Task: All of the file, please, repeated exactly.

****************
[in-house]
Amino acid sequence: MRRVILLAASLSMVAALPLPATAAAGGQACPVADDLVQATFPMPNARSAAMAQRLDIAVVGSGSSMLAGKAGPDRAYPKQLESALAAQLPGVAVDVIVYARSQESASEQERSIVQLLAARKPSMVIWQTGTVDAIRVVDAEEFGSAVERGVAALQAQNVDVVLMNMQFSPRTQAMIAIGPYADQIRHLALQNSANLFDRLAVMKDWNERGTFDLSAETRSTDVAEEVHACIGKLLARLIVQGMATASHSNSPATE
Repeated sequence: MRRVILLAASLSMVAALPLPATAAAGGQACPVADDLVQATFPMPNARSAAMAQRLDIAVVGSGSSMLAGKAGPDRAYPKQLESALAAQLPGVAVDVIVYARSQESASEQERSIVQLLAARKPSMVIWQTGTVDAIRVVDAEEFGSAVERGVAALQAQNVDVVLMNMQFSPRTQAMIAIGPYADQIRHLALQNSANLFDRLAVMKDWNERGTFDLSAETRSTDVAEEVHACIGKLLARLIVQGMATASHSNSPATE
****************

[in-house]
Amino acid sequence: MRRVILLAASLSMVAALPLPATAAAGGQACPVADDLVQATFPMPNARSAAMAQRLDIAVVGSGSSMLAGKAGPDRAYPKQLESALAAQLPGVAVDVIVYARSQESASEQERSIVQLLAARKPSMVIWQTGTVDAIRVVDAEEFGSAVERGVAALQAQNVDVVLMNMQFSPRTQAMIAIGPYADQIRHLALQNSANLFDRLAVMKDWNERGTFDLSAETRSTDVAEEVHACIGKLLARLIVQGMATASHSNSPATE
Repeated sequence: MRRVILLAASLSMVAALPLPATAAAGGQACPVADDLVQATFPMPNARSAAMAQRLDIAVVGSGSSMLAGKAGPDRAYPKQLESALAAQLPGVAVDVIVYARSQESASEQERSIVQLLAARKPSMVIWQTGTVDAIRVVDAEEFGSAVERGVAALQAQNVDVVLMNMQFSPRTQAMIAIGPYADQIRHLALQNSANLFDRLAVMKDWNERGTFDLSAETRSTDVAEEVHACIGKLLARLIVQGMATASHSNSPATE